Fig. 3: Evolution of column density of NH4+ ion.
figure3

Column density at 7.04 µm (1420 cm−1; ν4) band was measured as a function of temperature during the TPD (temperature programmed desorption) phase of ammonia-coated montmorillonite. Column density was calculated using the calculated absorption co-efficient (1.50 × 10−16 cm molecule−1) of bending mode (ν4) of NH4+ ion reported in the reference49. The vertical error bars indicate standard deviation (±10%).

Infrared spectroscopy also revealed a significant difference in the amount of interlayer water present in the natural and commercial montmorillonite samples. The column density (N) of interlayer water determined at the 1637 cm−1 band [δ(H2O)] for non-ammoniated commercial and natural montmorillonites revealed that the latter has a higher concentration N = 2.3 ± 0.2 × 1017 molecules cm−2) of interlayer water molecules in contrast to the former (N = 1.1 ± 0.1 × 1017 molecules cm-2, Supplementary Fig. 9). It is important to note here that the column density of bending mode (ν4) of NH4+ ion is also higher for ammonia-coated natural montmorillonite (N = 2.2 ± 0.2 × 1015 molecules cm-2) compared to ammonia-coated commercial montmorillonite (N = 1.5 ± 0.1 × 1015 molecules cm−2). Thus, it could be argued that the amount of ammonium ions formed is proportional to the water content of the mineral. Interlayer water molecules in montmorillonite have been observed to be a potential hydrogen donor due to their more dissociative nature compared to free water25. These observations suggest that higher water content of natural montmorillonite enhances the extent of ammonium ion formation by increasing the proton availability.

To measure the efficiency of this acid-base reaction we determined the column density of 3369 cm−1 band of ammonia at 5 K (N = 6.3 ± 0.6 × 1016 molecules cm−2) and 300 K (N = 1.4 ± 0.2 × 1016 molecules cm−2) in ammonia-coated natural montmorillonite sample (Supplementary Fig. 3). From this data, we can imply that 78% of ammonia is absent from the surface, some molecules desorb from the surface and some are converted into NH4+ ions during the TPD phase. The column density of ν4 mode of ammonium ion in ammonia-coated natural montmorillonite sample is only 2.2 ± 0.2 × 1015 molecules cm−2. This suggests that out of total ammonia absent from the surface (4.9 ± 0.5 × 1016 molecules cm−2) only 4.5% is converted into ammonium ions, the rest 95.5% desorbs from the surface during the TPD phase.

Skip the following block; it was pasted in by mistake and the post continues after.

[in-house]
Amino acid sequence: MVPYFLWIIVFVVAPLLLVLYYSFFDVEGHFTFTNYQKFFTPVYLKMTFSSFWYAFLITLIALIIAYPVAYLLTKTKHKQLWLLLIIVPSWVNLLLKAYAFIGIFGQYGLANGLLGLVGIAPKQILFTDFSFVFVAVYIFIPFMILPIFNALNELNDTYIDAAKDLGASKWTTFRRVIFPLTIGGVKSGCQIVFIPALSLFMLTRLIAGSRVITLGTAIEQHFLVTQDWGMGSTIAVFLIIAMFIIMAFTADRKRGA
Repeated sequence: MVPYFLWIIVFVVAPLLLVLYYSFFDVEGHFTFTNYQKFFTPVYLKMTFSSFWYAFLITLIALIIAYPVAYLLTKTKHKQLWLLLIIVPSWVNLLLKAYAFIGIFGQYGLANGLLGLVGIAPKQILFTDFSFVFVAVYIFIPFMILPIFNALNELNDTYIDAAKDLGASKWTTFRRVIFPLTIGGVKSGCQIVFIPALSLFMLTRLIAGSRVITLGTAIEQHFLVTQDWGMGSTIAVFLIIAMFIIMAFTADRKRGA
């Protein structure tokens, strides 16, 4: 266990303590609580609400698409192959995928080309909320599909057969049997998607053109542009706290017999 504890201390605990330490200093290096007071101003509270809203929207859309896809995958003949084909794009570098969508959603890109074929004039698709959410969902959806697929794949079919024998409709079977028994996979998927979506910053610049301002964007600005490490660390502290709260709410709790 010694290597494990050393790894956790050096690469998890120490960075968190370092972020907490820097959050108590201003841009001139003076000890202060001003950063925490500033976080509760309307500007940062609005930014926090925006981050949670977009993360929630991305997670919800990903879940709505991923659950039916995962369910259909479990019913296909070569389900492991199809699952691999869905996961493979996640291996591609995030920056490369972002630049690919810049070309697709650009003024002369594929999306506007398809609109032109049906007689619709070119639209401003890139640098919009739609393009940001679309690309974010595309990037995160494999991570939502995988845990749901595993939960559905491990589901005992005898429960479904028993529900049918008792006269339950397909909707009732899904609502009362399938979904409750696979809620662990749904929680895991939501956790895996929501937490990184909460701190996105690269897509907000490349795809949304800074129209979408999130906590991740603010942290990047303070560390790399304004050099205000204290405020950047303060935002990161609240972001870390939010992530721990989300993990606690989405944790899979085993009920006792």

Mass spectrometry

The findings from FTIR spectroscopy are also supported by PI reflectron time-of-flight mass spectrometry (PI-ReTOF-MS). Figure 2a–c depict the temperature dependent mass spectra (10–100 amu range) of subliming molecules of the control experiment where ammonia was deposited directly on the silver substrate, along with data from the experiments in which ammonia was deposited on the commercial and natural montmorillonite samples, respectively. The corresponding TPD profiles of ammonia collected at mass-to-charge ratio (m/z) of 17 are depicted in Fig. 2d–f. The TPD profile of ammonia (NH3) desorbing from the surface of silver reveals a single sublimation event ranging from 80 K to 120 K, centered at 100 K, while the TPD profiles of ammonia desorbing from the surface of commercial and natural montmorillonite revealed bimodal graphs with two sublimation events (Fig. 2e and f). The first sublimation events start at 80 K and are centered at 100 K; this resembles the sublimation profile of neat ammonia ice and therefore can be attributed to the sublimation of ammonia ices. The broad, second sublimation events are spread over the temperature range from 120 to 320 K covering the surface temperatures of Ceres of 180 to 240 K. These broad features are attributed to desorbing ammonia molecules, which were adsorbed at the surface of montmorillonite samples through non-covalent interactions with the structural hydroxy groups (HO-Al) or oxygen atoms of the silicate framework26,27.